The changes contain provisions that would give volunteers an advantage in the competition for state educational scholarships and would include volunteer activities upon entry into the civil service, among other norms.

Ashimbayev assured the volunteers that the Senate will continue to “keep a special focus on the further development of volunteering in Kazakhstan.”

“It is important to monitor the practical implementation of legislation on volunteering, including in the regions. If necessary, we will improve the legislative base,” he said.

Nearly 80 percent of volunteer initiatives are not registered, according to Tatiana Mironyuk, project manager at the National Volunteer Front Office and executive director of the National Volunteer Network.

“Our volunteerism loves silence. But we say that volunteering should be spoken boldly, brightly, and proudly, so that everyone hears about it. Then there will be a great impetus for the development of such initiatives,” she said. According to the data she mentioned, in 2020 over 200,000 volunteers were involved, and some 160,000 in 2021.

One-third of volunteers, she said, began to engage in volunteering on a regular basis as “professional volunteers.”

Cooperation with the United Nations Volunteers (UNV) Program

Kazakhstan has been a strong and active partner in the UNV program. While the cooperation has been ongoing since 1993, it became particularly active after the Ministry of Foreign Affairs signed a cooperation agreement with UNV in November 2019. Kazakhstan contributes to the work of UNV through its full funding program, cost-sharing efforts, and support for International Volunteer Day (IVD).

“In 2021, we sent volunteers from Kazakhstan to UN structures in Asia, Africa, and the Middle East. UN Volunteers support the state, and the development of volunteering and are involved in different agencies, programs, and foundations,” said Nikita Shabayev, UNV Country Coordinator in Kazakhstan.

Addressing the forum virtually, UNV Executive Coordinator Toily Kurbanov said that the UN is watching the development of volunteerism in Central Asia with a “keen interest.”

“Over the past years, volunteer organizations across the region, with the support of governments and all groups of society, have come a long way. From supporting low-income groups to helping elders, from involving people with special needs to online volunteering. The contribution of volunteers is obvious and we have something to learn from each country in Central Asia,” said Kurbanov, emphasizing that solidarity and mutual support have been historically a part of cultural norms for people in the region.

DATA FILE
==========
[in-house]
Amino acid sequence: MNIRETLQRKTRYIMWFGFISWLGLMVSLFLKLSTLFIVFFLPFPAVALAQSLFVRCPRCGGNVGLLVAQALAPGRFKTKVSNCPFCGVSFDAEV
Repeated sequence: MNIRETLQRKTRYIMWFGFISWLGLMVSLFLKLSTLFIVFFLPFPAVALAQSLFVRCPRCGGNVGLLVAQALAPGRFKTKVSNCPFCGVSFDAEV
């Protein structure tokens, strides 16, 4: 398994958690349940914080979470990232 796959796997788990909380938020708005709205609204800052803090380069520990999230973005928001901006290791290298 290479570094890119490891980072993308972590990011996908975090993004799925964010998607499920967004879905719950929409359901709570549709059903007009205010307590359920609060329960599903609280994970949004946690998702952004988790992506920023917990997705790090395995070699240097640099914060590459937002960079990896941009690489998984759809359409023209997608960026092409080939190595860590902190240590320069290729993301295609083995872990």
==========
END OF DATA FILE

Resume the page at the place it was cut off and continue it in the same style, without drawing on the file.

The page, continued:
One of the special sessions at the forum featured the presentation of the 2022 State of the World’s Volunteerism Report which explores the ways in which volunteer–state partnerships can help address the most pressing challenges. It reveals that cooperation between volunteers and governments helps build collaborative decision-making, but increasing inequalities worldwide call for a new type of social contract with a renewed emphasis on inclusion.

One of the key challenges identified in the report is estimating the scale and scope of global volunteerism, because many volunteering activities are taking place informally, directly between individuals and communities without being mediated by an organization.

So far, looking at the total number of volunteers, the monthly number of volunteers aged 15 years and over reaches 862.4 million worldwide. However, there are significant regional differences, with Asia and the Pacific taking a strong lead (563.9 million), which can be explained by different population sizes and varying volunteer rates. In Europe and Central Asia, there are some 81.1 million volunteers.

The report concludes with several policy recommendations – promoting volunteering beyond service delivery to include social innovation and inclusiveness, strengthening public social recognition of volunteers, creating space where both volunteers and state authorities can share their experiences and establish common ground, and investing in data gathering techniques on volunteers as well as providing additional support research on volunteerism.